Developing and deploying a custom virtual channel can require a considerable learning curve before seeing positive progress. The goal of this blog series will be to trim down that curve and enable a quicker time to market for developers.

We found in our experience that the initial barrier to the development of a custom virtual channel was implementing and understanding the virtual channel development environment. This post provides step-by-step instructions on creating a Windows development environment using example code, and how to test the code once compiled. Subsequent posts will detail the code functionality and additional custom virtual channel deployment considerations.

Why are virtual channels important?

As the centralization of IT and the cloud computing transition continues, business critical applications and virtual desktops are increasingly centralized in the corporate datacenter. In tandem, mobile and feature rich end devices continue to push the bar forward for the expected end user experience. Users expect their end devices and corporate enterprise apps to interact in harmony.

The challenge for the Citrix architect / administrator becomes, how do I marry my client device functionality and data, with my datacenter centric enterprise applications? One method includes, you guessed it, a Citrix virtual channel. Users already benefit from many default Citrix virtual channel features such as clipboard redirection, audio redirection, file redirection, microphone redirection, flash redirection, etc.

Developers can create custom virtual channels to expand upon the default functionality to fit their enterprise needs. Common use cases for custom virtual channels include:

  • Creating a dedicated ICA data stream (such as for ICA printer traffic)
  • Client / Server Data access control and operational management mechanisms (such as USB and clipboard redirection)
  • Specialized client end device functionality management (such as Lync Redirection)

How do I build a development environment?

For this series of blog posts, we have created a hello world example using a Windows 8 device and Server 2008 R2 XenApp 6.5 server.

Development and testing requires a 3-step process:

  • Development environment set up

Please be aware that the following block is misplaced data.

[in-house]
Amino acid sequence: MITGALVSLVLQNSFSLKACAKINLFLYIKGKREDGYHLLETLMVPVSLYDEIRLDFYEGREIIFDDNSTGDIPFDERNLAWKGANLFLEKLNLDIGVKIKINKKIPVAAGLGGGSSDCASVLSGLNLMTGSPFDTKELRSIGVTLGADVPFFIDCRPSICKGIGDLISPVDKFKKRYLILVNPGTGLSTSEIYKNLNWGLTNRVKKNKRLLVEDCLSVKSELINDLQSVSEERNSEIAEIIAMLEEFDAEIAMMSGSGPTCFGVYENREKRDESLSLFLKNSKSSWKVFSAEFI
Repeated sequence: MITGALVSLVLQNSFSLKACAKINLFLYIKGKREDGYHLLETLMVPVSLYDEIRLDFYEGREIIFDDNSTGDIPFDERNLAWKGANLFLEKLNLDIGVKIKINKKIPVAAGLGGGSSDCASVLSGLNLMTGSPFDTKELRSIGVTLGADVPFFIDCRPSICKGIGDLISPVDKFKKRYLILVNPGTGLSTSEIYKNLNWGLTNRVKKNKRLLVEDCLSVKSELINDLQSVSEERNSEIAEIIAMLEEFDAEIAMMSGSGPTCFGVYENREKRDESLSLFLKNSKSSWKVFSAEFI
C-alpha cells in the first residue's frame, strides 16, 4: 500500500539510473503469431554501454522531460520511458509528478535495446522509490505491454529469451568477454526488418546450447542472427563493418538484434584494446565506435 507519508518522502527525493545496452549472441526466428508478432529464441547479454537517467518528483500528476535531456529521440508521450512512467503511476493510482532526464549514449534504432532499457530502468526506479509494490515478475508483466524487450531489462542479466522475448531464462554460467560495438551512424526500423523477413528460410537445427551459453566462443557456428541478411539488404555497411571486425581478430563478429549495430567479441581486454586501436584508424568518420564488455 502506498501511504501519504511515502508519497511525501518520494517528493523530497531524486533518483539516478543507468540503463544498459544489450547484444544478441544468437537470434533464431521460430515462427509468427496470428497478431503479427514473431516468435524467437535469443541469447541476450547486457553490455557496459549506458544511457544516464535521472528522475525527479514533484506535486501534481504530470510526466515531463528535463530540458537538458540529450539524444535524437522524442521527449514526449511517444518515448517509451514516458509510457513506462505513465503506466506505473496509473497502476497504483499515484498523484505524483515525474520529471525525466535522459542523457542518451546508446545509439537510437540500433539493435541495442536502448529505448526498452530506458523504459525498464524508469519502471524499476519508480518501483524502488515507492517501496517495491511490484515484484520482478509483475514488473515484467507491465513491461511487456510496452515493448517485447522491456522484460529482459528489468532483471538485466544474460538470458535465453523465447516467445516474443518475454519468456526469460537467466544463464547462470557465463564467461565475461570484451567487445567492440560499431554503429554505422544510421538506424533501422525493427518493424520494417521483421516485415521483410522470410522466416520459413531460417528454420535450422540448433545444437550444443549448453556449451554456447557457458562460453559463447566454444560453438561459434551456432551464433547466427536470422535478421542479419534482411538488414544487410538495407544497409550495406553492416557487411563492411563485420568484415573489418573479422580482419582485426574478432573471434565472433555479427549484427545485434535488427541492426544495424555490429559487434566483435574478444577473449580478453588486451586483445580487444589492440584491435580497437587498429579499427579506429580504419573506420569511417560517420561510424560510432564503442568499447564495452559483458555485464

• Code creation and compilation
  • Installation of compiled files to test environment

The example development and test environment used the following components:

  • XenApp 6.5 Controller on Windows 2008 R2 server (Citrix server device)
  • Visual Studio 2012 installed on Windows 8 desktop (Client end device)

Once the example files have been installed on the test client device, the custom channel is ready to be opened. The instantiation of the channel is performed by loading an installed DLL on the client device at session launch time. If successful, a notification message is displayed on the client device acknowledging the instantiation of the channel.

An executable installed on the XenApp server is used to communicate across the new channel. When launched a “Hello World” message is then transmitted over the channel from the XenApp server, and displayed on the Windows client device. When the message from the server is closed on the client device, a second message is transmitted from the client and displayed in the server session.

To download the example documents please visit the following ShareFile link.

Development Environment Installation Steps (configured on Windows 8 desktop):

  1. Install Citrix VCSDK version 13:
  2. Install Citrix WFAPI SDK:
  3. Install Microsoft Visual Studio 2012
  4. Install Microsoft Windows Software Development Kit for Windows 8:
  5. Client-Side Compilation:
  1. Navigate to client side files in the development folder
  2. Copy vdhwclient.h to %driveLetter%\VCSDK\WIN32\src\examples\vc\shared\inc